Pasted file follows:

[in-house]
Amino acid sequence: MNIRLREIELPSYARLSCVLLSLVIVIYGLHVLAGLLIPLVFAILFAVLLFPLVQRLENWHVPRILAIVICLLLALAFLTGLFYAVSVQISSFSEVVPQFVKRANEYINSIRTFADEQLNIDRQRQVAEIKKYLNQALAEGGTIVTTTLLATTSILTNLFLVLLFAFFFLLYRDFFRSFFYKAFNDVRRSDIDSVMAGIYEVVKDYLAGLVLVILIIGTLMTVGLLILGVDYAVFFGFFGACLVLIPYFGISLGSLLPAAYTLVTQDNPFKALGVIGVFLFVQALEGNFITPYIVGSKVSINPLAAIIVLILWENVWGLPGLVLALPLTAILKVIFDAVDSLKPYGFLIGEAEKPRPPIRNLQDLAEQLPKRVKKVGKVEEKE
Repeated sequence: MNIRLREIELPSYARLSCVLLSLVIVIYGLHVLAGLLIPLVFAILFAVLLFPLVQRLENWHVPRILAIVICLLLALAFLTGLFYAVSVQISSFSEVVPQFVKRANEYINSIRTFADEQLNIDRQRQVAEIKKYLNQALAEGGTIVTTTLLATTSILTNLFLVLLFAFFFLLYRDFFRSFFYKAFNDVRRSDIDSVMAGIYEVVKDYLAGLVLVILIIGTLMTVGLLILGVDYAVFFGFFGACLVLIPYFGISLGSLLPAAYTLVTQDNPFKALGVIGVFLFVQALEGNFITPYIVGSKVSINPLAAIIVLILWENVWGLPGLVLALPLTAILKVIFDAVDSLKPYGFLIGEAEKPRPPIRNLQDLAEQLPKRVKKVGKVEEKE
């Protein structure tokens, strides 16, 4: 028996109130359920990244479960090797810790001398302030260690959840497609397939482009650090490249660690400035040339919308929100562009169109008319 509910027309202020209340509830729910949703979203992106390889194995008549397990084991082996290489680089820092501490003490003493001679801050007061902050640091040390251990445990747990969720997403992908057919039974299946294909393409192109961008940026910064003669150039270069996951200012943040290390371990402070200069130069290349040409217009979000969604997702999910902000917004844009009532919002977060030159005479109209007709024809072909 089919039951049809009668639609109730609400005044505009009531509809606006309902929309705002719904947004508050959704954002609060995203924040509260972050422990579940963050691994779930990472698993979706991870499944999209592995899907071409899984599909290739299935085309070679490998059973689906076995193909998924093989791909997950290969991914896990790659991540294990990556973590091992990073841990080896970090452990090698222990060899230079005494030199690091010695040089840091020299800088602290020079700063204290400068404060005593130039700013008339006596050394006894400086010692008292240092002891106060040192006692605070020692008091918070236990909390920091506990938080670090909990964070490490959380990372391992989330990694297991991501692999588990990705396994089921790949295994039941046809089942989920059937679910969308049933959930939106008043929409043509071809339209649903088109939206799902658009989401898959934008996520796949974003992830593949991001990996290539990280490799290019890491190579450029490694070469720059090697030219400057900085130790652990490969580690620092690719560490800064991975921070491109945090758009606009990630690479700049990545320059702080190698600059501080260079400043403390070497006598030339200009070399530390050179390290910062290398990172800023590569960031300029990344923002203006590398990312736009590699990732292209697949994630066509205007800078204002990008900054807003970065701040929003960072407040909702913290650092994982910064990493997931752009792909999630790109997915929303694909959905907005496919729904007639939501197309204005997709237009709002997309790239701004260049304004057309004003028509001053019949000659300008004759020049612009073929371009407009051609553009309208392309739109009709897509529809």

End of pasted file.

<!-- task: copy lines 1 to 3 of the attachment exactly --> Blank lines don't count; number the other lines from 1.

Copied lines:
[in-house]
Amino acid sequence: MNIRLREIELPSYARLSCVLLSLVIVIYGLHVLAGLLIPLVFAILFAVLLFPLVQRLENWHVPRILAIVICLLLALAFLTGLFYAVSVQISSFSEVVPQFVKRANEYINSIRTFADEQLNIDRQRQVAEIKKYLNQALAEGGTIVTTTLLATTSILTNLFLVLLFAFFFLLYRDFFRSFFYKAFNDVRRSDIDSVMAGIYEVVKDYLAGLVLVILIIGTLMTVGLLILGVDYAVFFGFFGACLVLIPYFGISLGSLLPAAYTLVTQDNPFKALGVIGVFLFVQALEGNFITPYIVGSKVSINPLAAIIVLILWENVWGLPGLVLALPLTAILKVIFDAVDSLKPYGFLIGEAEKPRPPIRNLQDLAEQLPKRVKKVGKVEEKE
Repeated sequence: MNIRLREIELPSYARLSCVLLSLVIVIYGLHVLAGLLIPLVFAILFAVLLFPLVQRLENWHVPRILAIVICLLLALAFLTGLFYAVSVQISSFSEVVPQFVKRANEYINSIRTFADEQLNIDRQRQVAEIKKYLNQALAEGGTIVTTTLLATTSILTNLFLVLLFAFFFLLYRDFFRSFFYKAFNDVRRSDIDSVMAGIYEVVKDYLAGLVLVILIIGTLMTVGLLILGVDYAVFFGFFGACLVLIPYFGISLGSLLPAAYTLVTQDNPFKALGVIGVFLFVQALEGNFITPYIVGSKVSINPLAAIIVLILWENVWGLPGLVLALPLTAILKVIFDAVDSLKPYGFLIGEAEKPRPPIRNLQDLAEQLPKRVKKVGKVEEKE